For Ya Chiao, this was her very first ever presentation in front of a class and even behind her impassible stoic face, she was clearly nervous! Sonographers don’t often teach physicians in Asia but she did a very good job!
Gwang Jun had the second presentation and talked about CNS anatomy and the views. As expected, he had a great presentation and has a unique style of teaching, for instance a way to remember the ventricular system by folding the fingers was a refreshing approach to the usual topic!
Federico and Franti then did their presentation with the ease of someone who has spent years doing them.

Group photo

Trainers with trainees
Image courtesy of Dr. Philippe Jeanty of TheFetus.net

The afternoon we had tons of patients with anomalies, including large cephalocele, missed AB, triplets and so on. Some patients needed TV examination which we rarely do in courses like this and Concordia rapidly got us a TV probe and we did several scans. It helps that women here are accepting and that almost all the students are women.
They know what they need to look for but needed help in coordinating what they see on screen with the movement of the transducer. So I hold their hand and show the movement. And invariably they look at my hand moving theirs instead of looking at the screen! So finally I took a patient chart as a “blind” to force them to just look at the screen!
The machines we have are uneven resolution. The three top end machines are fantastic but the low end one makes you realize what it is to scan in a country that has a hard time affording to machines: we are very spoiled!”

Stay tuned for more stories from Myanmar and next week, as we report from Ghana!



Outreach team (from left to right: Franti Grochal from Slovakia, Dr. Philippe Jeanty from USA, Federico Badano from Argentina, Ya Chiao Hu from Taiwan and Dr. Gwang Jun Kim from South Korea)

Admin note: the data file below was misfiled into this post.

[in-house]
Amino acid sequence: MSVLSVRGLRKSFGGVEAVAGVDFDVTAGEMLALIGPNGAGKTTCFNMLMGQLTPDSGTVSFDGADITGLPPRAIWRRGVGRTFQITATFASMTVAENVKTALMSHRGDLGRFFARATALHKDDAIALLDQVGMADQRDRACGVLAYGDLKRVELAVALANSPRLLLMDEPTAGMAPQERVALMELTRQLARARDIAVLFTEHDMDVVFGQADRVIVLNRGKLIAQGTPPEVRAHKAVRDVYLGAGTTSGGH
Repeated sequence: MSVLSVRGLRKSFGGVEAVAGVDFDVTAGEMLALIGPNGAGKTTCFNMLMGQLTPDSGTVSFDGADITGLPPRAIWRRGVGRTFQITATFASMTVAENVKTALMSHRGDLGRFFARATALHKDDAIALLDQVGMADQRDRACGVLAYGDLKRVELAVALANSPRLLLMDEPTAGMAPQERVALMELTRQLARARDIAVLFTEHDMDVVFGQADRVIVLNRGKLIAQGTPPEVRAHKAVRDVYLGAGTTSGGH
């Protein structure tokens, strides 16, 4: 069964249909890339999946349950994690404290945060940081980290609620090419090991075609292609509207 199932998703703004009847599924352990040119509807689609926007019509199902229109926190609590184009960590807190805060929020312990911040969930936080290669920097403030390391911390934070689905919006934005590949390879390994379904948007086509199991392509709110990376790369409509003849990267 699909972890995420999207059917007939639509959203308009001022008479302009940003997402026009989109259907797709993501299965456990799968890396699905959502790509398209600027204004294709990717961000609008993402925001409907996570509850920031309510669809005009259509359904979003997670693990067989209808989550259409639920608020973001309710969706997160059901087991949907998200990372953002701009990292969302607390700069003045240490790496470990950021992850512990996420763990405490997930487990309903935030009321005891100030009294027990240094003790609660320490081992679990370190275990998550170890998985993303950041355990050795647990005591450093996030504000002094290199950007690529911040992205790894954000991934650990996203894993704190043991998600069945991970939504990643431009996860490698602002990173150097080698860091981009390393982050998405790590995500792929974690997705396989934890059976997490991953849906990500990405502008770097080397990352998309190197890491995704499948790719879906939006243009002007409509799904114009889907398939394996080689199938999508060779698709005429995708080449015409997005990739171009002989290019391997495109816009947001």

Image courtesy of Dr. Philippe Jeanty of TheFetus.net


ISUOG Outreach Workshop in Rome!


(Outreach Workshop in Montreal – image courtesy of ISUOG Outreach)

Well, we’ve done it last year and we’ll be doing it again this year!

ISUOG Outreach is happy to announce its Outreach Workshop taking place on Wednesday, 28 September 2016 from 13:50 to 14:50 in the Rome Park Marriott Hotel (in the Botticelli Hub Space). Much like last year, the aim will be to engage with audience members on key topics regarding ISUOG’s development work on the field and to provide a forum of discussion around innovating ways and methods to promote sustainable development in both women’s health and ultrasound training.

Title: Outreach Workshop – teaching ultrasound on the field

Introduction: ISUOG Outreach – where we are at and what has been done (A. Johnson and G. Baez)

Hub 1: Tricks of the trade (A. Johnson)
Hub 2: From a distance – a method for ultrasound quality control between continents  (H. Feltovitch)
Hub 3: Theory vs. Practical – how much of each is needed and where? (T. Cohen-Overbeek)
Hub 4: How to strengthen relationships between trainer and trainee (T. Eggebo)

Looking forward to seeing you there are we discuss more on how to impact lives and empower local practitioners on the ground!

Having your say….ISUOG Outreach during the World Congress